I design clothing for Mardi Gras courts in Mobile, Mississippi and New Orleans.
Growing up I wanted to be a nun because my cousin was a monk. He was my idol and my heart and we started going to the monastery when I was a little girl. It was difficult for my family to grasp because we were all Baptists.
My mother was a seamstress so everything I do comes from her. She made my clothes and beautiful, frilly dresses. When I was 12, I was a delegate to the BTU convention in Selma. I told my mama I needed new dresses and she told me, ‘Here is a room full of fabric. If you need anything you will make it.” I huffed and puffe and then found a pink and white pinstripe and made a box skirt. I bought fabric at Hammel’s department store and made my dresses. I have been sewing ever since. I was an only child and didn’t play with a lot of children, but I was always a dreamer and a designer. I took sewing classes in school and graduated from Murphy High School in 1967. I was one of four African Americans to graduate that year. After fashion college, I came back and started making little things for MAMGA. My niece became a lady in the court and her mother insisted I make the train and her gown and it grew from there.
My mother had dementia and I moved her in with me. She hated being out of her home, but she was happy when I sewed and that is when we got along. She would rock and pat and watch for hours. She had a chance to see a little of this before she passed. She didn’t have a chance to see me grow, but she was my beginning. She was the wind beneath my wings.
I wanted to get better and move beyond sequins into rhinestones, so I called Karen Thornton. Most of the trains in the Mardi Gras museum are made by her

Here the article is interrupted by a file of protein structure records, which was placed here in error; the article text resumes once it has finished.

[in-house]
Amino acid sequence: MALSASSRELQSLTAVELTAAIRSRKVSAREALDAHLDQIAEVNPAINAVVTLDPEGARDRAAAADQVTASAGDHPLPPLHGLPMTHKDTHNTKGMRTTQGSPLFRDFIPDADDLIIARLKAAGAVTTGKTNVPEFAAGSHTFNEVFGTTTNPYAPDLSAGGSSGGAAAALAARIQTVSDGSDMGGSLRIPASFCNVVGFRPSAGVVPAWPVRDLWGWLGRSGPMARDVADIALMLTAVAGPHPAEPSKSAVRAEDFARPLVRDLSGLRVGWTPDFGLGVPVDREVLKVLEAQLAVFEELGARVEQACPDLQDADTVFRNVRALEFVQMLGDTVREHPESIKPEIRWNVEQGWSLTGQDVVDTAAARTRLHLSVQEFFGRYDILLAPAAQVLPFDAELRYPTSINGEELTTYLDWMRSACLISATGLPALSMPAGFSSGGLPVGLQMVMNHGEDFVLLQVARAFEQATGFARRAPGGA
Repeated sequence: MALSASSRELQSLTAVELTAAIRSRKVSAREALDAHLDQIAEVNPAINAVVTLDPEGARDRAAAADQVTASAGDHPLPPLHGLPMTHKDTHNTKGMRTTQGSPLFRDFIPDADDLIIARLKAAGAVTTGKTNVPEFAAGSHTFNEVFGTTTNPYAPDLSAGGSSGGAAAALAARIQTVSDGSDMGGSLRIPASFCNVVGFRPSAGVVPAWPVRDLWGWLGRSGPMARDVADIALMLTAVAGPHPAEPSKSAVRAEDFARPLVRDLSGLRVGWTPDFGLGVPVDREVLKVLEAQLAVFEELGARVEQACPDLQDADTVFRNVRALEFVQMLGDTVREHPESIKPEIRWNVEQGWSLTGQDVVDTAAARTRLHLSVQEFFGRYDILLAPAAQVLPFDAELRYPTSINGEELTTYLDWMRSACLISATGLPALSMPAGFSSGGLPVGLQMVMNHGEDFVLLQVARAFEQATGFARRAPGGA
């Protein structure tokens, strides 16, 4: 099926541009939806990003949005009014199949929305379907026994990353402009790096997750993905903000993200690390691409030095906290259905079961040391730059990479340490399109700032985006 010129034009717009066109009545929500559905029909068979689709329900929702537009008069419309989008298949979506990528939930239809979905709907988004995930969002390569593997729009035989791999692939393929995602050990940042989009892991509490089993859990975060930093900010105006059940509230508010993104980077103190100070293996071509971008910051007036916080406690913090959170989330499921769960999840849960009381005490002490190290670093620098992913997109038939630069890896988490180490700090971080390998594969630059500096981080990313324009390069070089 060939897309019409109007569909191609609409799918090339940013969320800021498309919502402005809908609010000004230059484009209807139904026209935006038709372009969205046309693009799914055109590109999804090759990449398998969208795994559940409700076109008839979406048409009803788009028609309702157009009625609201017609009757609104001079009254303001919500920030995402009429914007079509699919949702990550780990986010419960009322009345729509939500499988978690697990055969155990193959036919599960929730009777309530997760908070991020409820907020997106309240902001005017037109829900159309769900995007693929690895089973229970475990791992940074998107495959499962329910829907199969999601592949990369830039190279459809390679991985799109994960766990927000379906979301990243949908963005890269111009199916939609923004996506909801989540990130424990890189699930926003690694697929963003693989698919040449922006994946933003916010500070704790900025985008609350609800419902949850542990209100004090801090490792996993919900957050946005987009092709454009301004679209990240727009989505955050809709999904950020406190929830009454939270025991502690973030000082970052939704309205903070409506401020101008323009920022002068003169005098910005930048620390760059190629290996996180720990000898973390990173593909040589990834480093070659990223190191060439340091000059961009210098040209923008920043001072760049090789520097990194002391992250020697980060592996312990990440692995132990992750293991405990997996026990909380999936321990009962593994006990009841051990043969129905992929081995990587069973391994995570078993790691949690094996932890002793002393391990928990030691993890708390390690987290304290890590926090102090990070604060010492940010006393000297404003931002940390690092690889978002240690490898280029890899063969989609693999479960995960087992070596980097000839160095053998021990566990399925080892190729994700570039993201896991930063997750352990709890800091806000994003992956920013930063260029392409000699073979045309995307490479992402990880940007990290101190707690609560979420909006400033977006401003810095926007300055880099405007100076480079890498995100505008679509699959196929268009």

She taught me everything she knew and we were close until she passed. I started traveling and bringing different rhinestones and designs back to her. I felt like I was giving back to her. I also learned a lot from Ron Barrett.
3D is my style. It is different and more lifelike. I am a stickler for details even if most people won’t notice them. The question is not whether or not it will work, it is how to make it work. Sewing and creating are an adrenaline rush and my high. It is so emotional to see my clients wearing the clothes I made for them and the transformation.
These trains are elaborate and each one is hand sewn and individually made. The price runs from $5,000 to $35,000. I am often making three or four at once and have six women working with me. This one weighs 60 pounds. I am already looking for things for clients for next year and in a few weeks, I will go to Dubai and India looking for rhinestones, material and design ideas. I also go to markets in New York and Atlanta. Inspiration comes from anywhere and everywhere. I will add beading to table cloths and table runners that I found in India or have a leopard print pained on a rabbit pelt.
I only sew for Mardi Gras because this keeps me busy. This is my last week of the season and I am almost done, but I am tired. I don’t recover by the time the next one starts again. I relax by going to jazz events in New Orleans and Pensacola.
I was never in a court because I got married when I was 19. However, I like to dress like a designer and I am a queen every year. I love making Mardi Gras elegant and beautiful and making my clients feel good about themselves.”